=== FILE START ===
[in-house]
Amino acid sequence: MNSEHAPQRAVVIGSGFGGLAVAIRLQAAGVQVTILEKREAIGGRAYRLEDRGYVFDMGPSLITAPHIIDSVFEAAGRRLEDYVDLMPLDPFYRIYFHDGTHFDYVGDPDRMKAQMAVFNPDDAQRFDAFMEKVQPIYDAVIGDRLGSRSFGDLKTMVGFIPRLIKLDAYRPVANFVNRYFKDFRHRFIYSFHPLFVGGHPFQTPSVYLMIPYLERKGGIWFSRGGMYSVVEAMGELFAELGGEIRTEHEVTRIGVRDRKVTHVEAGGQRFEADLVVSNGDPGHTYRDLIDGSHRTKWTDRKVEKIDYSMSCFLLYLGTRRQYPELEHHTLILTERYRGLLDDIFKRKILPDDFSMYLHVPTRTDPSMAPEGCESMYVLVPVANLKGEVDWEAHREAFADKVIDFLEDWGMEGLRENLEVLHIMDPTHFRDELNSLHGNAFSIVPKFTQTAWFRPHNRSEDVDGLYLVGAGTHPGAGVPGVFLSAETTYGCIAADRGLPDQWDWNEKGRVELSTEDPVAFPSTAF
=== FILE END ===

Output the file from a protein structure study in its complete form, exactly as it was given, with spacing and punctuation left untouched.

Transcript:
[in-house]
Amino acid sequence: MNSEHAPQRAVVIGSGFGGLAVAIRLQAAGVQVTILEKREAIGGRAYRLEDRGYVFDMGPSLITAPHIIDSVFEAAGRRLEDYVDLMPLDPFYRIYFHDGTHFDYVGDPDRMKAQMAVFNPDDAQRFDAFMEKVQPIYDAVIGDRLGSRSFGDLKTMVGFIPRLIKLDAYRPVANFVNRYFKDFRHRFIYSFHPLFVGGHPFQTPSVYLMIPYLERKGGIWFSRGGMYSVVEAMGELFAELGGEIRTEHEVTRIGVRDRKVTHVEAGGQRFEADLVVSNGDPGHTYRDLIDGSHRTKWTDRKVEKIDYSMSCFLLYLGTRRQYPELEHHTLILTERYRGLLDDIFKRKILPDDFSMYLHVPTRTDPSMAPEGCESMYVLVPVANLKGEVDWEAHREAFADKVIDFLEDWGMEGLRENLEVLHIMDPTHFRDELNSLHGNAFSIVPKFTQTAWFRPHNRSEDVDGLYLVGAGTHPGAGVPGVFLSAETTYGCIAADRGLPDQWDWNEKGRVELSTEDPVAFPSTAF